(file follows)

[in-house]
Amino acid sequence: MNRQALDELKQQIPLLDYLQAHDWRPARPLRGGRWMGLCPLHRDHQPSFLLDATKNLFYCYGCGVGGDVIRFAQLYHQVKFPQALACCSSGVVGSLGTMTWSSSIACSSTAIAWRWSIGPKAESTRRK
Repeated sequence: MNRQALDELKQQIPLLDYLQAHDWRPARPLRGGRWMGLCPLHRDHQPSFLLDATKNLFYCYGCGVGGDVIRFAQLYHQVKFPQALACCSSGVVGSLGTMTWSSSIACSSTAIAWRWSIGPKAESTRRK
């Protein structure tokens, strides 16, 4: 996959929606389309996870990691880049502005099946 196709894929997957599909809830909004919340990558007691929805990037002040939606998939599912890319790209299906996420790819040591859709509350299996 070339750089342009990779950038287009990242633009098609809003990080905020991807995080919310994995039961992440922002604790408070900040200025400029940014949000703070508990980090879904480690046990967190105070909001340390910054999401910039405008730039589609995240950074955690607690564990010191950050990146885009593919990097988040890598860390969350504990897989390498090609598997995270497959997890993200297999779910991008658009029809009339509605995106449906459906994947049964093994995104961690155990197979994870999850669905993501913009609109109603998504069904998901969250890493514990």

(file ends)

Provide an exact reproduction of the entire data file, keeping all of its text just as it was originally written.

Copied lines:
[in-house]
Amino acid sequence: MNRQALDELKQQIPLLDYLQAHDWRPARPLRGGRWMGLCPLHRDHQPSFLLDATKNLFYCYGCGVGGDVIRFAQLYHQVKFPQALACCSSGVVGSLGTMTWSSSIACSSTAIAWRWSIGPKAESTRRK
Repeated sequence: MNRQALDELKQQIPLLDYLQAHDWRPARPLRGGRWMGLCPLHRDHQPSFLLDATKNLFYCYGCGVGGDVIRFAQLYHQVKFPQALACCSSGVVGSLGTMTWSSSIACSSTAIAWRWSIGPKAESTRRK
């Protein structure tokens, strides 16, 4: 996959929606389309996870990691880049502005099946 196709894929997957599909809830909004919340990558007691929805990037002040939606998939599912890319790209299906996420790819040591859709509350299996 070339750089342009990779950038287009990242633009098609809003990080905020991807995080919310994995039961992440922002604790408070900040200025400029940014949000703070508990980090879904480690046990967190105070909001340390910054999401910039405008730039589609995240950074955690607690564990010191950050990146885009593919990097988040890598860390969350504990897989390498090609598997995270497959997890993200297999779910991008658009029809009339509605995106449906459906994947049964093994995104961690155990197979994870999850669905993501913009609109109603998504069904998901969250890493514990």